Ronnie Spector Reacts To 'Lousy Husband' Phil Spector's Death

Cole Delbyck
·Senior Reporter, HuffPost
·3 min read

A music legend in her own right, Ronnie Spector reflected on her life and career with Phil Spector, remembering him as a “brilliant producer, but lousy husband.”

The late pop innovator, who’d been serving a 19-year prison sentence for the 2003 murder of actress Lana Clarkson, died Saturday at the age of 81 of natural causes.

“It’s a sad day for music and a sad day for me,” Ronnie Spector wrote on Instagram Sunday alongside a black-and-white photo of the former couple. “When I was working with Phil Spector, watching him create in the recording studio, I knew I was working with the very best. He was in complete control, directing everyone. So much to love about those days. Meeting him and falling in love was like a fairytale.”

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The two first collaborated in 1963 when the record producer signed The Ronettes to his label with Ronnie Spector, then known as Veronica Bennett, fronting the group as the lead singer. The chart-topping partnership went on to spawn classic hits such as “Be My Baby,” “Baby, I Love You,” “Do I Love You?” and “Walking in the Rain.”

“The magical music we were able to make together, was inspired by our love. I loved him madly, and gave my heart and soul to him,” Spector continued in the Instagram post. “As I said many times while he was alive, he was a brilliant producer, but a lousy husband.”

“Unfortunately Phil was not able to live and function outside of the recording studio,” she added. “Darkness set in, many lives were damaged.”

The pair eventually got married in 1968 ― their romance reportedly began while he was still married to first wife Annette Merar ― and went on to adopt three children together, the last two of which Phil Spector brought home without first telling his new wife.

Phil Spector and The Ronettes.  (Photo: GAB Archive via Getty Images)
Phil Spector and The Ronettes. (Photo: GAB Archive via Getty Images)

The iconic frontwoman chronicled their tumultuous marriage in her 1990 memoir “Be My Baby,” in which she said the record producer psychologically abused her over the course of their relationship.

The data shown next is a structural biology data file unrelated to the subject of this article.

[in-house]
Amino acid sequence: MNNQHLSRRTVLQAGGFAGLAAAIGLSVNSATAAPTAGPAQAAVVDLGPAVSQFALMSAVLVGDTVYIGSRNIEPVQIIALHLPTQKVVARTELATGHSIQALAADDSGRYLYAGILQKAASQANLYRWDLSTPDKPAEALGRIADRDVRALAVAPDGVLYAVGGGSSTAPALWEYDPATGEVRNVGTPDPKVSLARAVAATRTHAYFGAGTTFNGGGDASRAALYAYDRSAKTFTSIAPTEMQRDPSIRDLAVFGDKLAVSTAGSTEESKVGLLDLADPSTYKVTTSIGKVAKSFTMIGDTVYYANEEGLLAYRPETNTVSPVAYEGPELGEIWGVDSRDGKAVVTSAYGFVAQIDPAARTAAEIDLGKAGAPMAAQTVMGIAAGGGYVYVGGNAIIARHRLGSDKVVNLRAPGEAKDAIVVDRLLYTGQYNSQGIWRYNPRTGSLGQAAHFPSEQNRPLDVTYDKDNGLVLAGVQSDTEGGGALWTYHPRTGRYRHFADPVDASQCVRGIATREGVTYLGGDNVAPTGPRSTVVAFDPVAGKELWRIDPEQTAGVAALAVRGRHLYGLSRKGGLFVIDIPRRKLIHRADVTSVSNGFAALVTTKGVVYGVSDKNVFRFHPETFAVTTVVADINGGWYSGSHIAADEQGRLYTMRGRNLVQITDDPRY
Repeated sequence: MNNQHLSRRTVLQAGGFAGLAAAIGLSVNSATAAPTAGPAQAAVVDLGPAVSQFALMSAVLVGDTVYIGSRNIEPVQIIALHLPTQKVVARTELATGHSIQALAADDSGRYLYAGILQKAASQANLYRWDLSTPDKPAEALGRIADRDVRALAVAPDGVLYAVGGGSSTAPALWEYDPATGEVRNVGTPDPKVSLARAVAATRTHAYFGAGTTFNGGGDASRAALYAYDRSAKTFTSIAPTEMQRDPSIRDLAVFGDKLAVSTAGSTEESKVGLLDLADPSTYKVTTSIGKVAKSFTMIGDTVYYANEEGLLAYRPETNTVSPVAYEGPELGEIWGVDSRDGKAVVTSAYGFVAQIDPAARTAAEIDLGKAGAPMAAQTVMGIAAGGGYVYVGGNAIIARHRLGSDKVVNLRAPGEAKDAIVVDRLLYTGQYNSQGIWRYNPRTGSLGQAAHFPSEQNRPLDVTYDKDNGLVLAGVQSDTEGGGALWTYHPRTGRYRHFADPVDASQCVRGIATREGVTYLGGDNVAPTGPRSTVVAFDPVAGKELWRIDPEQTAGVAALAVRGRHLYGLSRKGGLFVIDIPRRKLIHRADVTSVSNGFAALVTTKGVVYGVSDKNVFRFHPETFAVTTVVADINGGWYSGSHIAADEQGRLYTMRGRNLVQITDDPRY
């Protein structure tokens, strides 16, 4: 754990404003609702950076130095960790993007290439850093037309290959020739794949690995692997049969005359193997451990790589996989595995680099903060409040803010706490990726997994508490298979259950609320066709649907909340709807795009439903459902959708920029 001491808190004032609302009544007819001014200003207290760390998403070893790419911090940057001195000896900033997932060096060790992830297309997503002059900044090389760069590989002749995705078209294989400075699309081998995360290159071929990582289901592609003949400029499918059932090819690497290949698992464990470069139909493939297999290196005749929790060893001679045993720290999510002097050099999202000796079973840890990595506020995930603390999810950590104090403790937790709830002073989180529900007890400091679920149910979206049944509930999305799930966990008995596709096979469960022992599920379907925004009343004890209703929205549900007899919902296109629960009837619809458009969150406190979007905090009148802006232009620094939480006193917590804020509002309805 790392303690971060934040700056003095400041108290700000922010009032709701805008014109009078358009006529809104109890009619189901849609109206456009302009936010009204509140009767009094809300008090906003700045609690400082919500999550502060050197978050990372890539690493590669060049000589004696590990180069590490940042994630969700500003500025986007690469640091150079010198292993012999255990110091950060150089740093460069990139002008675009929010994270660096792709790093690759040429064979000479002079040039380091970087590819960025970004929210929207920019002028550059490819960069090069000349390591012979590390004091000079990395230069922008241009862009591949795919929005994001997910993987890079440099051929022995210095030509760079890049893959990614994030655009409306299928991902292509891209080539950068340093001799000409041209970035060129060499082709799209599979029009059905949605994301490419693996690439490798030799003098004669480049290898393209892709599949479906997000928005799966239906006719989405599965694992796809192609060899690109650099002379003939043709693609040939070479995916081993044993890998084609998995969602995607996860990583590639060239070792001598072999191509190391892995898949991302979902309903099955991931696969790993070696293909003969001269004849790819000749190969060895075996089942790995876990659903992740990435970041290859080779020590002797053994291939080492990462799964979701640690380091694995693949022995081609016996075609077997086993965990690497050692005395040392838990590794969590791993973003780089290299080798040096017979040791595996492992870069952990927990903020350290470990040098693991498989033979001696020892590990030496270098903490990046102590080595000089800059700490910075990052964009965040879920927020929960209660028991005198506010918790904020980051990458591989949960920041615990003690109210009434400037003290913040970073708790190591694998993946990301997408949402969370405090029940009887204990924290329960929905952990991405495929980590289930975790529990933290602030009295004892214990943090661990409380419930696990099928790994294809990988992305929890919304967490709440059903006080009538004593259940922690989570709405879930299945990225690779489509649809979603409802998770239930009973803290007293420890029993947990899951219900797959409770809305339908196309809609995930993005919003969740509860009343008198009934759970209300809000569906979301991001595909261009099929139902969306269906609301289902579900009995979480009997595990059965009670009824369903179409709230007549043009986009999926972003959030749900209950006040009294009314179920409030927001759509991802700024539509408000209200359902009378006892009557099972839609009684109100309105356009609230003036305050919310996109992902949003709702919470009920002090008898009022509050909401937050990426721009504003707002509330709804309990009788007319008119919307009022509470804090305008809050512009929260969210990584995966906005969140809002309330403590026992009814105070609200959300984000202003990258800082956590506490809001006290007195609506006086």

Spector claimed she was kept prisoner in their California mansion and was forbidden from wearing shoes at home for fear she would run away. The singer even recalled Phil Spector threatening to display her body in a glass-lidded coffin he kept in the basement once she was dead, so he could “look at her forever.”

“I knew I was going to die there,” Spector said in a 2018 People interview about being held captive by her then-husband. “It’s a feeling you get. He was so obsessed and he always said, ‘Before I let you go, you’ll be dead, honey.’ And he wasn’t kidding.”

It wasn’t until 1972 that she finally escaped Phil Spector’s clutches with the help of her mother, running barefoot down the driveway away from their home.

Despite the torment she experienced, Spector ended her Instagram tribute on a more hopeful note.

“I still smile whenever I hear the music we made together, and always will,” she concluded. “The music will be forever.”

While the singer still occasionally performs, her next project is executive-producing a biopic, “Be My Baby,” based on her life. At Ronnie Spector’s request, Zendaya will portray the Ronettes crooner in the upcoming A24 film, which will explore her life and volatile marriage.

This article originally appeared on HuffPost and has been updated.